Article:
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Carbon Steel ...

Carbon Steel ...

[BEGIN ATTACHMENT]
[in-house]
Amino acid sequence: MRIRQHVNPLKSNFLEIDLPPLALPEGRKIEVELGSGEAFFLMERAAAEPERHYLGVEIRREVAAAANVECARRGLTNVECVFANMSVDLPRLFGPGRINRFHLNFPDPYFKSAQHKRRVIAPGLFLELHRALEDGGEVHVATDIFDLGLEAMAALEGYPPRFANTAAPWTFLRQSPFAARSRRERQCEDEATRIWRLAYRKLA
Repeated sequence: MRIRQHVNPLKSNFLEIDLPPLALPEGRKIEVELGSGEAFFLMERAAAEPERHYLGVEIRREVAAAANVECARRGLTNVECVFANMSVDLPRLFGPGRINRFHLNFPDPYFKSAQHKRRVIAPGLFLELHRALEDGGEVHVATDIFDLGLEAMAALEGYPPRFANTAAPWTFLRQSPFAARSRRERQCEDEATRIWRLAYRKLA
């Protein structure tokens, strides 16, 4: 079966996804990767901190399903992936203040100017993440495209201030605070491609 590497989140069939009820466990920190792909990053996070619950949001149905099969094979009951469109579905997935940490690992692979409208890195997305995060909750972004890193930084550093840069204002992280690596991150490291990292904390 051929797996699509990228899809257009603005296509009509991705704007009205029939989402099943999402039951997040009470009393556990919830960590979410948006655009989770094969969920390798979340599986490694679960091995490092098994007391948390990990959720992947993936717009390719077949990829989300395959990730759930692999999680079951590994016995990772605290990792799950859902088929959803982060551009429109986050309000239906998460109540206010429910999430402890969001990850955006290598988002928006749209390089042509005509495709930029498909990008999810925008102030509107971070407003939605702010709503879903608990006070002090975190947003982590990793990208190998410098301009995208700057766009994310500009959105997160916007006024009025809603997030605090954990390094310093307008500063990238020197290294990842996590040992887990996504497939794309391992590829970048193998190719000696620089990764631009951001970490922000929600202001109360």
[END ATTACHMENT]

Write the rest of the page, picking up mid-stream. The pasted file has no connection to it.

Carbon Steels. The most common Hardening Steel. Carbon steels with a carbon content of 0.75 – 1.25% consist of only iron carbon carbides with very fine structural grain size after hardening. Generally, the bigger carbon percentage, the better wear resistance. A blade containing merely iron carbon carbides is extremely sharp. Adding other carbides will reduce the sharpness. Through reducing the grain size, the vanadium makes steel tougher and more wear resistant. The alloying elements forming carbides enhance the wear resistance and other advantageous properties of steel. Due to the coarser grain size compared to the previously mentioned carbon steels, the same level of sharpness can not be achieved. Respectively, increasing the alloy elements containing carbides improves the wear resistant. The wearing depends considerably on the size of contact surfaces, thus for example a small angle of the blade contributes to wearing of steels with carbide content as the hard carbides come off easier from a small angle than from the bigger one. This perception proves clearly, how the very fine and uniformly distributed carbides adhere better in the steel. Utilizing Powder Metallurgic Technology in steel production results in a more uniform and fine structural grain size and consequently better sharpness than in steels produced with conventional metallurgic methods.

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